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Musings of a District Commissioner

Harry West Andrea Williams, the editor of the excellent journal Una Voce, which you can only obtain by joining the Papua New Guinea Association (just $20 using the membership form here), has sent me the copy of a speech made in Adelaide in 2004 by former PNGAA president Harry West.

The speech sparkles with anecdote, reminiscence and reflection on Harry’s PNG experience, which began in World War II and, it could be argued, continues today. I’ll be incorporating the full document soon in The ASOPA Archives [left], but these extracts will have to suffice for now.

“I was discharged from the army in Lae in March 1946 and was soon back in the highlands where Medical Assistant Gray

Hartley and myself under Assistant District Officer Jack Costelloe looked after the whole of what is now the Chimbu Province. Most of it was classified ‘uncontrolled’ and tribal fighting was rampant.

“Then came two and a half years at ASOPA in Sydney from September 1947 till March 1950, followed by a culture shock posting to Telefomin to take over from Des Clifton-Bassett, who had opened the remote post at the head of the Sepik a year or so earlier. He was evacuated with scrub typhus and Bobby Gibbes flew in the legendary Dr John McInerney just in time to save Clifton-Bassett’s life. Dennis Buchanan, as an 18 year old lad, loaded the Gibbes Sepik Airways plane that took me to Telefomin.  He went on to develop Territory Airlines and later Flight West in Queensland.

“So difficult were flying conditions to Telefomin from Wewak it was costing 24 shillings to fly in one pound weight of rice. The aircraft had no radio and there were numerous aborted flights. Patrols were long and tough without portable radios, airdrops or helicopters. It was more than eight weeks before I found out about the 1951 Mt Lamington disaster.

“I was on the first contact patrol to the Oksapmin people, through the rugged limestone pinnacles at 12,000 feet from Telefomin. My final long Telefomin patrol took many days and reached the headwaters of the May River where, almost by miracle, we rescued an abducted Telefomin girl and persuaded Miamkaling, the headman of the feared Mianmin people, to accompany us back to Telefomin.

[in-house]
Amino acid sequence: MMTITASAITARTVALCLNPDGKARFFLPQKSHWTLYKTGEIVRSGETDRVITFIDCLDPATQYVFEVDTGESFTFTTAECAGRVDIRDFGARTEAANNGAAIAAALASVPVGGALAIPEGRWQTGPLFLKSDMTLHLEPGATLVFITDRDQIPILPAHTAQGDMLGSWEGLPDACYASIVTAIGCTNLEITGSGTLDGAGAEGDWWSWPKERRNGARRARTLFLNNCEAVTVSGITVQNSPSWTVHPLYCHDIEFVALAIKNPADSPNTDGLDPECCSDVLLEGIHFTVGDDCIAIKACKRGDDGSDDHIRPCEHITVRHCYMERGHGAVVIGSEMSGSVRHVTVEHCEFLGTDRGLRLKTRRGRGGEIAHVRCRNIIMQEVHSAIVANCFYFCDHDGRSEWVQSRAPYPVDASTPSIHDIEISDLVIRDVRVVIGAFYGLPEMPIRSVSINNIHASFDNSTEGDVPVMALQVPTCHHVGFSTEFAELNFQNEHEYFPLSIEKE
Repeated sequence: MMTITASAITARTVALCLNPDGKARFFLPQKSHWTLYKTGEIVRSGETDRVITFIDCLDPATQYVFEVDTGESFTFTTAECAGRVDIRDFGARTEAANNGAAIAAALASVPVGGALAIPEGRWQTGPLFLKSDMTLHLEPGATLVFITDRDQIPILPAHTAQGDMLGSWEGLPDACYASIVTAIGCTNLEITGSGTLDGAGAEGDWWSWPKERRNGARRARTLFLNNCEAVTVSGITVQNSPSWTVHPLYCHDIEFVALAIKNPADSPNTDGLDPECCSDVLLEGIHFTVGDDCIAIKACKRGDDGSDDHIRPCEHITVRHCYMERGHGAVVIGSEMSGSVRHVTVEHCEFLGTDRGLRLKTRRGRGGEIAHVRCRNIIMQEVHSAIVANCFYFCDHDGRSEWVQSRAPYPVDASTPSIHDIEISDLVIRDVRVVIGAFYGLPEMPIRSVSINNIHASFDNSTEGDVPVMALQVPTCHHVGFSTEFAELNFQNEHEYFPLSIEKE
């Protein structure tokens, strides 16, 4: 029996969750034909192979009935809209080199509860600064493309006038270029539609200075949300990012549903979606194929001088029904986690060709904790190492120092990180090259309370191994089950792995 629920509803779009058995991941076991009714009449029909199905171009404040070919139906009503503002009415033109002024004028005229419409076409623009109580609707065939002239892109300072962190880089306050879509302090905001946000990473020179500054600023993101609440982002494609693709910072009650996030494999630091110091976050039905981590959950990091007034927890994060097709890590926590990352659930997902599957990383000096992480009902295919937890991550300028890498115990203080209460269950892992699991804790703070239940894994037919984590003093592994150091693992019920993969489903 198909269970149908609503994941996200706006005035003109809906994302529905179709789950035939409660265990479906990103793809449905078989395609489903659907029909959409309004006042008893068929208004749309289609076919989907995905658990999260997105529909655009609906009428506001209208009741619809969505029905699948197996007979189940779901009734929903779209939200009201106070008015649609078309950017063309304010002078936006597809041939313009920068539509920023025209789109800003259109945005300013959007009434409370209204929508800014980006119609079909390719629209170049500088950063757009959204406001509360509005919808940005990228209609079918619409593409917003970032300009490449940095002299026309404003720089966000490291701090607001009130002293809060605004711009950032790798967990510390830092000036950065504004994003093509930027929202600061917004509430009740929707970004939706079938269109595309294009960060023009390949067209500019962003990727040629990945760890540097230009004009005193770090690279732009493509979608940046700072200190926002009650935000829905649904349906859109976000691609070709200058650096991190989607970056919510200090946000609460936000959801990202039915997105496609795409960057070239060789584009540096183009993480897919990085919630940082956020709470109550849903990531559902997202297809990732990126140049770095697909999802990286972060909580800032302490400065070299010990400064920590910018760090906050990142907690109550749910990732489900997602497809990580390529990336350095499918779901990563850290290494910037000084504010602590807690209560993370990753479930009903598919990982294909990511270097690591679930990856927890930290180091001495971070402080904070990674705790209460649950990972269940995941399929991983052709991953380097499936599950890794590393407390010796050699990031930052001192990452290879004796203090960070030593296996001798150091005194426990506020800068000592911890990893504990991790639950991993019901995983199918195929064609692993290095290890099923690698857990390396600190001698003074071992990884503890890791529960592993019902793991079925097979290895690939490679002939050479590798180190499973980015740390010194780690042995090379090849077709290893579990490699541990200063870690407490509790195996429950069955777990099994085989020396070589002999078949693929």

“[In the late sixties the Mataungan Association emerged in the Gazelle peninsula.] ‘Mata’ means eye and ‘Ungan’ to look after. The Tolais wanted to handle  their own affairs. With more than 100 years of white domination, it was evident they had gained little and lost a lot. Many of them were landless through the virtual stealing of vast areas of land by the Germans, which had not been rectified, and pressures were rising through the demands of cash cropping as well as subsistence farming and rapid population growth, related to excellent medical services.

“Having lost their land, economically they saw the central government’s move towards multi-racial councils as strangling them politically and socially. There was drama. Police strength was built up in Rabaul to 1,000 – one-third of the Territory’s total force. The Tolais were divided amongst themselves about 50-50 pro and anti multi-racial council, but everywhere was the overwhelming desire to handle their own affairs.

“John Kaputin brought home new ideas from the East-West Center in Hawaii. The Administration tried all sorts of approaches and brought in many local and overseas ‘experts’. When the well-respected Papuan Oala Oala Rarua arrived, his mission was misunderstood and the eminent Tolai leader Nason Tokiala came to me in great secrecy and said: ‘Mr West, watch gud long dispela Oala Oala Rarua. Im I spi bilong Dr Gunther’ [‘Beware of him, he’s (Assistant Administrator) Gunther’s spy’]. Opinions differed at the Rabaul, Moresby and Canberra levels and loyalties were divided.”

Source: Speech by HW West to the PNGAA Adelaide Reunion Lunch, 31 October 2004



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